Traditional gender scripts in restaurants assume that men wield money, while women are framed as ‘accessories’ who do not pay restaurant checks in mixed-gender settings. While some research has addressed how servers replicate this script at U.S. restaurants, no previous research has looked at this practice longitudinally over time. This study explores how bill placement practices are connected to gendered power dynamics via observations of server and customer interactions about the restaurant check placement. Drawing from audit studies from the 1970s and 2010s, this study examined historical trends in gendered check placements. Comparing data from the 1970s in Phoenix, Arizona, we examined data from an audit of 176 visits to restaurants in Phoenix in the 2010s. This study sent out two-person teams of one cisgender man and one cisgender woman, with the woman always requesting the bill. Results found little change between the 1970s and 2010s, as the majority of servers placed the bill in the middle of the table. That said, the percentage of men receiving the bill surprisingly increased over time, while the number of times women received the bill decreased to almost never. This data contradicts accounts of a decrease in sexism and sexist behaviour over time. Further, the type of restaurant and server characteristics (such as age and gender of server, average check price, type of food served) did not influence bill placement tendencies. Implications for understanding the behavioural practices of sexism, the patriarchal coding of restaurant check placement and the importance of tracking and studying mundane expressions of sexism are explored.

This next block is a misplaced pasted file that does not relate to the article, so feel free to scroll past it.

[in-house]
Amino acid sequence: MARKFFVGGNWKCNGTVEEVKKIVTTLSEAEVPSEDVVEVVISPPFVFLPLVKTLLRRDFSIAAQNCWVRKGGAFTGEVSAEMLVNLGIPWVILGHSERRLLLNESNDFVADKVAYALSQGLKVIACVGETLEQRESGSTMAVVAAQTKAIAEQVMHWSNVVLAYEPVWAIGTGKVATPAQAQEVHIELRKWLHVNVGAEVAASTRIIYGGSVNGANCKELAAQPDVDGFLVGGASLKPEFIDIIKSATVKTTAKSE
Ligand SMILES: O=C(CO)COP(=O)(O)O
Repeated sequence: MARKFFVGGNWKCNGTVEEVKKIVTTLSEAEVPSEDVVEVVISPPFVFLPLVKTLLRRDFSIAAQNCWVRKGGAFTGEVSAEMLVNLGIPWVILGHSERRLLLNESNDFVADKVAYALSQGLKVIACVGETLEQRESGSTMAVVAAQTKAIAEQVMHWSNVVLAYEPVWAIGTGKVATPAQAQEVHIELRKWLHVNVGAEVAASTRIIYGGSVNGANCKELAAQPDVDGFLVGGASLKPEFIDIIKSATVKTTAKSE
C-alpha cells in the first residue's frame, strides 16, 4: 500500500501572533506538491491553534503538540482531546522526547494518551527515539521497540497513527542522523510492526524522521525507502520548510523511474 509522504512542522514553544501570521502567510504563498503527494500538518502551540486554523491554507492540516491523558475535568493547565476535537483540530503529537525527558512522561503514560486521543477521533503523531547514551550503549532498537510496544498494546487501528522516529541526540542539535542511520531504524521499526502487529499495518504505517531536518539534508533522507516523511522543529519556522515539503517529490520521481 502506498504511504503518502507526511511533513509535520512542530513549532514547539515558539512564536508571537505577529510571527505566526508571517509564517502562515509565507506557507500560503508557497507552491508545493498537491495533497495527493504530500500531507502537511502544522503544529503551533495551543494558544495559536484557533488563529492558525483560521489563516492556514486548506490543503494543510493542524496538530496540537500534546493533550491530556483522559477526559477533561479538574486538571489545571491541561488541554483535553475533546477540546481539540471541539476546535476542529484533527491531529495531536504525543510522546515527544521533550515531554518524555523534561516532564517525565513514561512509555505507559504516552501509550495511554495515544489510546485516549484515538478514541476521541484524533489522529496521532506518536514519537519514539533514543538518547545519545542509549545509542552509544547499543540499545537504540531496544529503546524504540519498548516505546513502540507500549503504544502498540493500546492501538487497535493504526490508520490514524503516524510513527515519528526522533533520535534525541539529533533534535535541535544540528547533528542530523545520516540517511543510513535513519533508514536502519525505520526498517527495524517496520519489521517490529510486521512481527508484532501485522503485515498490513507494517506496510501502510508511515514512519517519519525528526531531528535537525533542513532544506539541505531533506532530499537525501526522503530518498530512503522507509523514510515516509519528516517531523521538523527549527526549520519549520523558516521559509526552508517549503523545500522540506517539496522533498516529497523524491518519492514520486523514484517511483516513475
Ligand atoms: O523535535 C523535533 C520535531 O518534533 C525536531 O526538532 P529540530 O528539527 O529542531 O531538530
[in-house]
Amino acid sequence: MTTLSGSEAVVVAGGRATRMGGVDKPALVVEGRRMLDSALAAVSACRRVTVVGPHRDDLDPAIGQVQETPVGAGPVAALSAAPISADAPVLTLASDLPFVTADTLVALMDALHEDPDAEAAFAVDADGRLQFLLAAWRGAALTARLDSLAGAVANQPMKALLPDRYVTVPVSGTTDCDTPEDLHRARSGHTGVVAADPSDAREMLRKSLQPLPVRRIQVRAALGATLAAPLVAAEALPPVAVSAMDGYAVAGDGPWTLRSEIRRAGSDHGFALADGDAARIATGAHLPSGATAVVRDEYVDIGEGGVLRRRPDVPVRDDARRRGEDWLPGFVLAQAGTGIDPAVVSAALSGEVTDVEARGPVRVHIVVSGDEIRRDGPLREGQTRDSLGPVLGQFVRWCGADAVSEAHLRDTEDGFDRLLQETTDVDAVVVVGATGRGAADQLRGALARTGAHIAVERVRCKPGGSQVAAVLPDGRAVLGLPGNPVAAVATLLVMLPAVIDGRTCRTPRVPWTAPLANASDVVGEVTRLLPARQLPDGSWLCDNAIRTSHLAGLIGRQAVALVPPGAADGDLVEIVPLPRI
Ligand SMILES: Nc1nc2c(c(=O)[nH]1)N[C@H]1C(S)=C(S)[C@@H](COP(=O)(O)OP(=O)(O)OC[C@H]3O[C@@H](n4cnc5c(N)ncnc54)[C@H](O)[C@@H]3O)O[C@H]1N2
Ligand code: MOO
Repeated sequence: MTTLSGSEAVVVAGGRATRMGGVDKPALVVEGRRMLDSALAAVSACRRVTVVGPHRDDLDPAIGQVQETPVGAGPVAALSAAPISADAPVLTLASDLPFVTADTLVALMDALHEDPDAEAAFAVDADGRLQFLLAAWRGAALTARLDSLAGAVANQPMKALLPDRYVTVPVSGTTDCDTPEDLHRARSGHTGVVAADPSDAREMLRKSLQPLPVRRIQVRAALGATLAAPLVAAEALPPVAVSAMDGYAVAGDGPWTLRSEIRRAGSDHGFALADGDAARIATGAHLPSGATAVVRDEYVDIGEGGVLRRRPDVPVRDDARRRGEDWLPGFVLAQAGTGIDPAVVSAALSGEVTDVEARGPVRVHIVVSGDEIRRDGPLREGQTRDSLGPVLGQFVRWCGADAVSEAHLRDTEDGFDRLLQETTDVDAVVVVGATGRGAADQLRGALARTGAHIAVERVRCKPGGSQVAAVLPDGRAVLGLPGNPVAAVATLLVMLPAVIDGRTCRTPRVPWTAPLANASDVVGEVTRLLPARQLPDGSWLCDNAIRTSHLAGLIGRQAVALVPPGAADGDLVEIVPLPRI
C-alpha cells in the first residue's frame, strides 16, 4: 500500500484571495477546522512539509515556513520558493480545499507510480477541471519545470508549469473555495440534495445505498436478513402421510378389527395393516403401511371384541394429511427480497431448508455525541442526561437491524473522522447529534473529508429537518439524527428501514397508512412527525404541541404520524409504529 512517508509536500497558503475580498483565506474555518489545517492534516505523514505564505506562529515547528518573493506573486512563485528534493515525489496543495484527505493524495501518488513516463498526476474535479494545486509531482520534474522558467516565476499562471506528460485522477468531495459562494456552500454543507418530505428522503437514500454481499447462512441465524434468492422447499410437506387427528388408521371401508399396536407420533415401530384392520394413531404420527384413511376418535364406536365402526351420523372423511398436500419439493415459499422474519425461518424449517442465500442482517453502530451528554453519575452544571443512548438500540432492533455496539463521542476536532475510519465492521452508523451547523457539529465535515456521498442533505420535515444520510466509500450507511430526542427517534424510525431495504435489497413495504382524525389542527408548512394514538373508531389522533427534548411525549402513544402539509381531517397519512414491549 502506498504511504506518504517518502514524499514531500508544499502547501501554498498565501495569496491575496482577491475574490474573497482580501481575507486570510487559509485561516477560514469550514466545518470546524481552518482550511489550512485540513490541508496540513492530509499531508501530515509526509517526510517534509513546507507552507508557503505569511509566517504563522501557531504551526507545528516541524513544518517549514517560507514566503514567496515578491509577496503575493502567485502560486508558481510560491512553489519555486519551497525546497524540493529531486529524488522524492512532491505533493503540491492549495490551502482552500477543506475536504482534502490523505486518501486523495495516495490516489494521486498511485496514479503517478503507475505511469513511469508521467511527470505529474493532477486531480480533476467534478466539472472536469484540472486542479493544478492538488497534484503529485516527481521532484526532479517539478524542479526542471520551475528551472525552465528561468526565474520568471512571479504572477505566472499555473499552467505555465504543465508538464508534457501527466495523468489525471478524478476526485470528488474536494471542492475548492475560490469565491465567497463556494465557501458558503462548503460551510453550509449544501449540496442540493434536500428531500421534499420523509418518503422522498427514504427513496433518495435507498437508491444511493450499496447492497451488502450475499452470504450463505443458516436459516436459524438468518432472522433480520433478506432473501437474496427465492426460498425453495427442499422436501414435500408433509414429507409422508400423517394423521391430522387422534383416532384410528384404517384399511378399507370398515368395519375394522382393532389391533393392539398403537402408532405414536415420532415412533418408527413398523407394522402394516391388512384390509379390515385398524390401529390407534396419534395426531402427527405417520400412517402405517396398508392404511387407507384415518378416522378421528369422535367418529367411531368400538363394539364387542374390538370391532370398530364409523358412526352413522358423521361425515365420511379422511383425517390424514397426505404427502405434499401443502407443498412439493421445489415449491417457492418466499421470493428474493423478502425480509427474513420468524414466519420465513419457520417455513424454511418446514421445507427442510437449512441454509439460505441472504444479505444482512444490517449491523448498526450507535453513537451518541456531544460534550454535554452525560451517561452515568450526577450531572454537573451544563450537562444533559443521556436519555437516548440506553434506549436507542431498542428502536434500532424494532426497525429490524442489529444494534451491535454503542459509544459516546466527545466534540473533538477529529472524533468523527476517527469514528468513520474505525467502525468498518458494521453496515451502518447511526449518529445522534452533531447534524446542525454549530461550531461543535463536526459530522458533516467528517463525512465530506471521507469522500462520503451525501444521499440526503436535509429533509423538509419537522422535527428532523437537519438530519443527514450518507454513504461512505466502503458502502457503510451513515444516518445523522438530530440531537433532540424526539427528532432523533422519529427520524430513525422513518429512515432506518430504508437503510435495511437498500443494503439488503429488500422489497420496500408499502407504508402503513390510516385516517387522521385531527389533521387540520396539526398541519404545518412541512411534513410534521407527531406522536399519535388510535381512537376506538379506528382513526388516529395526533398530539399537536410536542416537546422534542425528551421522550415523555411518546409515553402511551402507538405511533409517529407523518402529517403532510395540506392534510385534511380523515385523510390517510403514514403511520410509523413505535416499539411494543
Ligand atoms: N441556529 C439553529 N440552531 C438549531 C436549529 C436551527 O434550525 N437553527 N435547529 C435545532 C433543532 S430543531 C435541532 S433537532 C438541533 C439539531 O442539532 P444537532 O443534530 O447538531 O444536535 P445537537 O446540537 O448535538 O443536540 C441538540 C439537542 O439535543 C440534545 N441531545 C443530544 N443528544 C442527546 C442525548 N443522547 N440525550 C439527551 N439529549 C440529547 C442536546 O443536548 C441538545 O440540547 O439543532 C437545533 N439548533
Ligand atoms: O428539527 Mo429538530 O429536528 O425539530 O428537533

- gender bias
- gender role
- service industry
ASJC Scopus subject areas
- Gender Studies
- Arts and Humanities (miscellaneous)
- Social Sciences (miscellaneous)